Manchester Cathedral’s Archives are stored on site in a purpose-built muniments room above the North Porch. The archives consists of two distinct collections: the Capitular papers and the Parish Records.
The Capitular records are the records of the Chapter, i.e. the Dean and Canons of the Cathedral and their predecessors, the Warden and Fellows of the Collegiate Church. The main records are the minutes of the Chapter meetings, which survive from 1635 onwards, but the bulk of the records is made up of sequences of legal records concerning the leases of land on the Chapter Estates, from which the foundation derived its income. In addition there are records concerning the fabric of the building from 1756, Precentors' registers (recording daily music settings) from 1863, service sheets and printed ephemera from 1832, and photographs of the building, ceremonies and individuals, c1850 to the present day.
The bulk of the material on the Parish side is made up of what is thought to be the largest complete series of parish registers (of baptisms, marriages and burials), for a single parish, in the country. There are over 450 leather and vellum bound volumes, covering the period from 1573 to the present day. The reason for this proliferation of registers is explained partly by the size of the ancient Parish of Manchester: sixty square miles including thirty townships. This is not uncommon in the north west of England, however; the Parish of Whalley included forty-five townships. The main difference was that Manchester changed from being a rural parish when it became the centre of the Industrial Revolution, and the population grew extremely rapidly in a very short space of time, from the middle of the eighteenth century. The other reason for the volume of baptisms and marriages conducted at Manchester was that the Collegiate Church retained a virtual monopoly over the licences to perform the ceremonies. There were outlying chapels within the parish, but a ceremony at one of the chapels was liable to a double fee – one to the chapel, and one to the mother church at the centre. After Lord Hardwicke’s Marriage Act of 1754, marriages at outlying chapels dramatically ceased. In 1847, the Collegiate Church was raised to Cathedral status and its stranglehold over the income from the ceremonies was broken three years later in 1850, after popular protest. The Manchester Parish Division Act broke up the Ancient Parish of Manchester and created many new parishes, leaving the Cathedral with a residual parish of a single square mile in the centre of the City.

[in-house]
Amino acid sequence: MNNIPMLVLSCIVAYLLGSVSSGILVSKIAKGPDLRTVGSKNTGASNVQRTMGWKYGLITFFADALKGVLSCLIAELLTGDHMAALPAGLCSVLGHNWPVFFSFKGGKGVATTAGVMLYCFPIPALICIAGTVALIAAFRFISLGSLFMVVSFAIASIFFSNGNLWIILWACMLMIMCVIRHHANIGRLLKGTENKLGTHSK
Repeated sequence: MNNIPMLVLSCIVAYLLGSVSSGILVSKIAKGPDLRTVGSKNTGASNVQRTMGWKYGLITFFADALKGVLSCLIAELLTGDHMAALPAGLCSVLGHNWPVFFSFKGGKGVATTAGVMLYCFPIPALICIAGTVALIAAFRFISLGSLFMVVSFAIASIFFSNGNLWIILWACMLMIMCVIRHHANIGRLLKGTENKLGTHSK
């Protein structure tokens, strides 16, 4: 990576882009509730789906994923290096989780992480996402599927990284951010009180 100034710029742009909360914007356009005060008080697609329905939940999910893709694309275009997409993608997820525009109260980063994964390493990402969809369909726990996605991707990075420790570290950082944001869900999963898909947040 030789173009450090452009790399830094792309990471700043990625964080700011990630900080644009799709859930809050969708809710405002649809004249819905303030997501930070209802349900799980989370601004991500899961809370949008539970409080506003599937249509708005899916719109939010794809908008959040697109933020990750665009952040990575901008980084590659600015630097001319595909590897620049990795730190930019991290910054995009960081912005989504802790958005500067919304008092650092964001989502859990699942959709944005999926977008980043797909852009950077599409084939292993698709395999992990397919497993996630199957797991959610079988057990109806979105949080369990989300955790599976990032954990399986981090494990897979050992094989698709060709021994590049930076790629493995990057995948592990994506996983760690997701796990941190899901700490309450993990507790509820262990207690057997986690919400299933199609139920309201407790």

The full catalogue is now available and fully searchable on the “Access to Archives” website http://www.a2a.org.uk Opens in new window through the National Archives. The Parish registers have been digitised by http://www.ancestry.co.uk Opens in new window and can be searched at their site. Free access to Ancestry.co.uk is available from any Manchester City Council library.
We do not have a Cathedral Honorary Archivist at present. Our Voluntary Archives Assistant volunteers on Monday mornings, please send your enquiry via email.